Parenthood

Kids helping with household chores

Every household has this discussion of whether and when to involve the kids with the household chores. A coin has both sides. There are people who feel it is best to start and teach them young and there are people who believe in letting them enjoy their childhood till it lasts.

I, happen to be one of those who believe that it is best to teach them young. It’s never too early to get your child involved in the household chores. It is best to lay the foundation for skills useful later in life. It is necessary for them to learn that it is part of daily life and that everyone needs to contribute in running a household. After all, these life skills are necessary when they have their own house, job and start their own family. It might be something very small, but it will teach them to cooperate with others and that helping around the house is important. Kids always copy what mommy and daddy do. So what better way to teach them by example and by starting young. It helps to build their confidence. And yes, don’t forget to praise them plenty, for all their efforts.

Here I have mentioned a few chores that kids of respective ages can help with. There is no hard and fast rule, chores can be different according to every household. This is just a general idea I have in mind.

  • Young kids (around 5 years old) can help with folding small clothes, keeping things (especially their toys) in place, setting up the table at meal times, they can help in making the bed like placing the pillows and sheets, wiping surfaces, serving their own food, handing out clothes while hanging the laundry and throwing the trash. It is best to start with things that they can relate to. Don’t look for perfection. Their effort and willingness to help is what matters.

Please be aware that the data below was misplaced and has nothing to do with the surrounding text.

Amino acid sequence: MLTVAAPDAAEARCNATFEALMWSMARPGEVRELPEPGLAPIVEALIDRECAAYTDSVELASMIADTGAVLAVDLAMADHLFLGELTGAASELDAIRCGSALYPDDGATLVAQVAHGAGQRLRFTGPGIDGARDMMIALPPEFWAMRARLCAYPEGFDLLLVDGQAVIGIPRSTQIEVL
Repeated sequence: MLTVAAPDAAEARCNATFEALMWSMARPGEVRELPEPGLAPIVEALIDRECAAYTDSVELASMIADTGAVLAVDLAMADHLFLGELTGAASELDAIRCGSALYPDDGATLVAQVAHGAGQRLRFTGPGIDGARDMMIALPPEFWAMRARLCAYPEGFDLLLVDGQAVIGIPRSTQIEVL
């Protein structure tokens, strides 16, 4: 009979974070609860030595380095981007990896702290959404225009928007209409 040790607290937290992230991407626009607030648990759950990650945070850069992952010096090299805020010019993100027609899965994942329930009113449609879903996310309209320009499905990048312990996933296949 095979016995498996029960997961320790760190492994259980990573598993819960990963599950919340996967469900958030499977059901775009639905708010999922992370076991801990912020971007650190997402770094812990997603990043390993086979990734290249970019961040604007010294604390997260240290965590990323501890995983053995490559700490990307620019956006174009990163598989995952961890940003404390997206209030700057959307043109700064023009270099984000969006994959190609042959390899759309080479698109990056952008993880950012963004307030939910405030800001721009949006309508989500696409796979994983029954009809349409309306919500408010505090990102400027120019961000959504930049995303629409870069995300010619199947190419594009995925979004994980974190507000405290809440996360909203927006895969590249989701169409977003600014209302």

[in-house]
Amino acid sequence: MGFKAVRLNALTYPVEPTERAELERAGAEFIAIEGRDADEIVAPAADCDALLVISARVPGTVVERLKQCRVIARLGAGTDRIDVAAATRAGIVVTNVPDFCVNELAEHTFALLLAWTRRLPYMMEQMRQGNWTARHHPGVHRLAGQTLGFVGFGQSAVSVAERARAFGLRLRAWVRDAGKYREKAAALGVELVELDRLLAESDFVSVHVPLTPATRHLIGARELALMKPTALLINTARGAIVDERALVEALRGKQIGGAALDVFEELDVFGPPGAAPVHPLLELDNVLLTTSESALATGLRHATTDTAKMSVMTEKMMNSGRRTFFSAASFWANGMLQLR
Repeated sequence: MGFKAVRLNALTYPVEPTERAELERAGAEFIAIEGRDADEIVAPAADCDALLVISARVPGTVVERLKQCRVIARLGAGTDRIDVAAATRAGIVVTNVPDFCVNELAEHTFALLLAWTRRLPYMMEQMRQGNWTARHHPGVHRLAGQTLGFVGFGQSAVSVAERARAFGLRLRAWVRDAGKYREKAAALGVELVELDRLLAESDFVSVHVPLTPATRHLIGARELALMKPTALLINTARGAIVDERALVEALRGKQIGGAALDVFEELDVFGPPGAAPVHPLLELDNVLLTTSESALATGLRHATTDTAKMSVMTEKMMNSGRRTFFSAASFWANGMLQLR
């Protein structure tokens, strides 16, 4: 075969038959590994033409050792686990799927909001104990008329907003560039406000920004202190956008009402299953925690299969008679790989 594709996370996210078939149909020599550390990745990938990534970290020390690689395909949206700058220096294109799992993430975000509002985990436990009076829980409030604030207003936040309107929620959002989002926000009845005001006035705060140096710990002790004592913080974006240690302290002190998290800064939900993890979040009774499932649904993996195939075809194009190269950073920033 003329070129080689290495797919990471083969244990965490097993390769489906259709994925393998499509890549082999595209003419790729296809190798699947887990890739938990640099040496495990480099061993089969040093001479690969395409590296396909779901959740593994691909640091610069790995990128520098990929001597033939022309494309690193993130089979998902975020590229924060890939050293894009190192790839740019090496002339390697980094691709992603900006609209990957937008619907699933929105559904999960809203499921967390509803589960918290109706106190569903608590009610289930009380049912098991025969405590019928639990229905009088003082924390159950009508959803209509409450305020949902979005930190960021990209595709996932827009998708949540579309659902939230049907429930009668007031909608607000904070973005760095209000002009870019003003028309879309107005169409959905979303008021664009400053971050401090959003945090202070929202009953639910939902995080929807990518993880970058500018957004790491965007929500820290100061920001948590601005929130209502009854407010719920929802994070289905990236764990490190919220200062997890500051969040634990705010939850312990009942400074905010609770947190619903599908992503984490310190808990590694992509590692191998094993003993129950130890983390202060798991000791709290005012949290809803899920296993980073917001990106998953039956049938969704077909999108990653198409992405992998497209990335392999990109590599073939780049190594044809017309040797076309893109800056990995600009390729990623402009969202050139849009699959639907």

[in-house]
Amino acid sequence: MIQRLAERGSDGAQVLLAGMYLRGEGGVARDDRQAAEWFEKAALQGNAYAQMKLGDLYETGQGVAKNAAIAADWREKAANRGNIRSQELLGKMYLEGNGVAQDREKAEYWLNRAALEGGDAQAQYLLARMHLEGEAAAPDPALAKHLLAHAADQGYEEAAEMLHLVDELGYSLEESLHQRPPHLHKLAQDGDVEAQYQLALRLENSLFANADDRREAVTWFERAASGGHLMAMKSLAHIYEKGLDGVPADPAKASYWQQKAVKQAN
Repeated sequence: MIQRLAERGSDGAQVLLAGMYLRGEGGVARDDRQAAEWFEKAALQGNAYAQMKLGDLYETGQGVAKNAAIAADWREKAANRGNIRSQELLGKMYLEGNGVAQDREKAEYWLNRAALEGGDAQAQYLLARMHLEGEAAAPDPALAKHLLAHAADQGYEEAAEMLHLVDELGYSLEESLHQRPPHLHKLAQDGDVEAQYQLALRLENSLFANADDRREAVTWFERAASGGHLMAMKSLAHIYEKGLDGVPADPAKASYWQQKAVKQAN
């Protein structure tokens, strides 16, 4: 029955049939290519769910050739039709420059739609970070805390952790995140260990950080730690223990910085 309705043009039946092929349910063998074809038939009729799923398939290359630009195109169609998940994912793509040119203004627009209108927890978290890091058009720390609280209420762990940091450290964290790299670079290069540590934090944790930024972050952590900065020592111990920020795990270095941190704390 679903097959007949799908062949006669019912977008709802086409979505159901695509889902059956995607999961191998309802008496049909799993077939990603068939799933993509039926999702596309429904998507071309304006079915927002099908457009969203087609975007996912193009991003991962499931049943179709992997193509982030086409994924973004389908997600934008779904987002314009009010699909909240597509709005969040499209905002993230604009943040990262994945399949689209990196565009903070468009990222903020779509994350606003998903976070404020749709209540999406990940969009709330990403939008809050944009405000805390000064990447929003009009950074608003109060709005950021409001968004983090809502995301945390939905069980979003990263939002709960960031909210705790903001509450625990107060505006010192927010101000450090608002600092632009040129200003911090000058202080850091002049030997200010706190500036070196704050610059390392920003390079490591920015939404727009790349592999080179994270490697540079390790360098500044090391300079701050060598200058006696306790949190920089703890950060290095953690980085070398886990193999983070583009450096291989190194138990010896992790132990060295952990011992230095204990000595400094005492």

• A little older kids (7 to 9 years) can help with dressing themselves up, packing their lunch box and water bottle, setting up their school bag, keeping away their school bag and shoes, sorting everyone’s clothes in different piles, polishing their own school shoes, cleaning up the table after mealtimes, watering the plants and feeding the pet.
  • Once the kids enter their teens, they would like more responsible work. For them it’s more of being part of the real life than just play. Like grocery shopping, cook simple meals, walk the dog, or taking care of the pet, help their younger siblings with schoolwork, baby sit the younger ones when parents are out, mow the lawn they can even help with the laundry, sweeping /mopping/ vacuuming, and wash the utensils. They can even earn some pocket money this way. In fact, in the western countries, teenagers even take up part time or weekend or vacation jobs to earn that extra pocket money or maybe contribute to household finances. This will help improving their confidence, self-esteem, problem solving skills and self-reliance.

 

Remember:

  • Let them help as soon as you think they are ready.
  • Initially make it fun.
  • Remember to do it as a team.
  • Encourage and praise them for however small their effort.
  • Reward them with whatever you feel is ok.
  • Never use it as a punishment.
  • And most important. All chores have to be gender neutral. Learning to cook and do the laundry is equally important for boys as is learning to wash their car for girls.